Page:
Posts Tagged Post-stroke rehabilitation

[BOOK] Converging Clinical and Engineering Research on Neurorehabilitation III – Proceedings – SpringerLink

Proceedings of the 4th International Conference on NeuroRehabilitation (ICNR2018), October 16-20, 2018, Pisa, Italy

 Introduction

The book reports on advanced topics in the areas of neurorehabilitation research and practice. It focuses on new methods for interfacing the human nervous system with electronic and mechatronic systems to restore or compensate impaired neural functions. Importantly, the book merges different perspectives, such as the clinical, neurophysiological, and bioengineering ones, to promote, feed and encourage collaborations between clinicians, neuroscientists and engineers.  Based on the 2018 International Conference on Neurorehabilitation (ICNR 2018) held on October 16-20, 2018, in Pisa, Italy,, this book covers various aspects of neurorehabilitation research and practice, including new insights into biomechanics, brain physiology, neuroplasticity, and brain damages and diseases, as well as innovative methods and technologies for studying and/or recovering brain function, from data mining to interface technologies and neuroprosthetics. In this way, it offers a concise, yet comprehensive reference guide to neurosurgeons, rehabilitation physicians, neurologists, and bioengineers. Moreover, by highlighting current challenges in understanding brain diseases as well as in the available technologies and their implementation, the book is also expected to foster new collaborations between the different groups, thus stimulating new ideas and research directions.

Table of contents (233 papers)

Visit Site —> Converging Clinical and Engineering Research on Neurorehabilitation III | SpringerLink

 

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[Case Report] Biomechanical Assessment of Fugl-Meyer Score: The Case of One Post Stroke Patient Who has Undergone the Rehabilitation using Hand Exoskeleton Controlled by Brain-Computer Interface

Abstract

Objective: The study is double aimed: 1) to propose a version of common protocol for an assessment of upper limb motor impairment with the use of biomechanical characteristics of Fugl-Meyer items and 2) to apply this protocol to assess an efficacy of rehabilitation using hand exoskeleton controlled by brain-computer interface during the late stage of post stroke recovery in patient with mild paresis.

Methods: One patient, 62 years old man, 10 months after ischemic stroke was recruited in the rehabilitation procedure. The patient was instructed to perform one of three tasks: to relax and to imagine kinesthetically slow extension of either paretic (left) or intact (right) hand fingers. The recorded electroencephalography was analyzed and exoskeleton extended the patient’s fingers if brain-computer interface classifier recognized the imagery of their extension. The patient performed 10 daily procedures, each including three 10-minute long sessions. 14 items of Fugl-Meyer scale, describing flexor synergy (domain II), extensor synergy (domain III), movement combining synergies (domain IV) and movement out of synergy (domain V) were evaluated by standard Fugl-Meyer scores. In addition to Fugl-Meyer assessment biomechanical analysis of each item was performed. The items were recorded by electromagnetic tracking system for both paretic and intact arms. All seven degrees of freedom in each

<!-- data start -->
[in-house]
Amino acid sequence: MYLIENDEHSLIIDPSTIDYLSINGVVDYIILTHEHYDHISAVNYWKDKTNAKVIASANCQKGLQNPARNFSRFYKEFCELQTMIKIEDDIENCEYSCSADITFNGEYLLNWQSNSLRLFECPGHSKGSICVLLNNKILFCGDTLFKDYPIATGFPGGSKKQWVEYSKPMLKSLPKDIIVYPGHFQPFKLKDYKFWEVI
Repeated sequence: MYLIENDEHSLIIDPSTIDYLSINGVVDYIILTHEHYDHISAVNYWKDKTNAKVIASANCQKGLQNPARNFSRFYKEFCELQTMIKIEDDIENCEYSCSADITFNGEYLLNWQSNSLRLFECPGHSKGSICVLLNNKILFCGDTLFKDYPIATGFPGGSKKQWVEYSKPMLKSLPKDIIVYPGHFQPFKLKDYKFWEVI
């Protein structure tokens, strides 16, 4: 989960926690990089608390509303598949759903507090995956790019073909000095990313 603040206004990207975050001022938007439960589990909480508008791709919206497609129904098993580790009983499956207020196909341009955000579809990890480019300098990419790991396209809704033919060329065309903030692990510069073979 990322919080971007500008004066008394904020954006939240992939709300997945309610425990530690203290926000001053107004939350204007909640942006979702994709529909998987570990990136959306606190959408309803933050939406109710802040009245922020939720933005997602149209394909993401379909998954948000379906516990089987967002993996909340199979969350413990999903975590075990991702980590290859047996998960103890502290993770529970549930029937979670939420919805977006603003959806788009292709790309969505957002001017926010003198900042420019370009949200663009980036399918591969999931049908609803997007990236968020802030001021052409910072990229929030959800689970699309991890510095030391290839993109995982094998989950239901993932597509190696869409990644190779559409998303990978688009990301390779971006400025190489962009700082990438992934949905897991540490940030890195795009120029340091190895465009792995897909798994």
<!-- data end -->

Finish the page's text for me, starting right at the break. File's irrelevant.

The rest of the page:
arm were taken into account. Two types of biomechanical parameters were analyzed: 1) coordination between angular velocities and 2) maximal angular velocities corresponding to seven degrees of freedom of the arm.

Results: Fugl-Meyer assessment revealed motor improvements for two items only, whereas biomechanical analysis for all 14 items considered.

Conclusion: The use of Fugl-Meyer scale completed by biomechanical parameters of its’ items can be a version of common protocol for assessment of upper limb motor impairment, useful for obtaining a comparable data in different clinical studies.

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[ARTICLE] Motor Imagery based Brain-Computer Interfaces: An Emerging Technology to Rehabilitate Motor Deficits

Highlights

  • BCIs permit to reintegrate the sensory-motor loop by accessing to brain information.
  • Motor imagery based BCIs seem to be an effective system for an early rehabilitation.
  • This technology does not need remaining motor activity and promotes neuroplasticity.
  • BCI for rehabilitation tends towards implantable devices plus stimulation systems.

Abstract

When the sensory-motor integration system is malfunctioning provokes a wide variety of neurological disorders, which in many cases cannot be treated with conventional medication, or via existing therapeutic technology. A brain-computer interface (BCI) is a tool that permits to reintegrate the sensory-motor loop, accessing directly to brain information. A potential, promising and quite investigated application of BCI has been in the motor rehabilitation field. It is well-known that motor deficits are the major disability wherewith the worldwide population lives. Therefore, this paper aims to specify the foundation of motor rehabilitation BCIs, as well as to review the recent research conducted so far (specifically, from 2007 to date), in order to evaluate the suitability and reliability of this technology. Although BCI for post-stroke rehabilitation is still in its infancy, the tendency is towards the development of implantable devices that encompass a BCI module plus a stimulation system.

Source: Motor Imagery based Brain-Computer Interfaces: An Emerging Technology to Rehabilitate Motor Deficits

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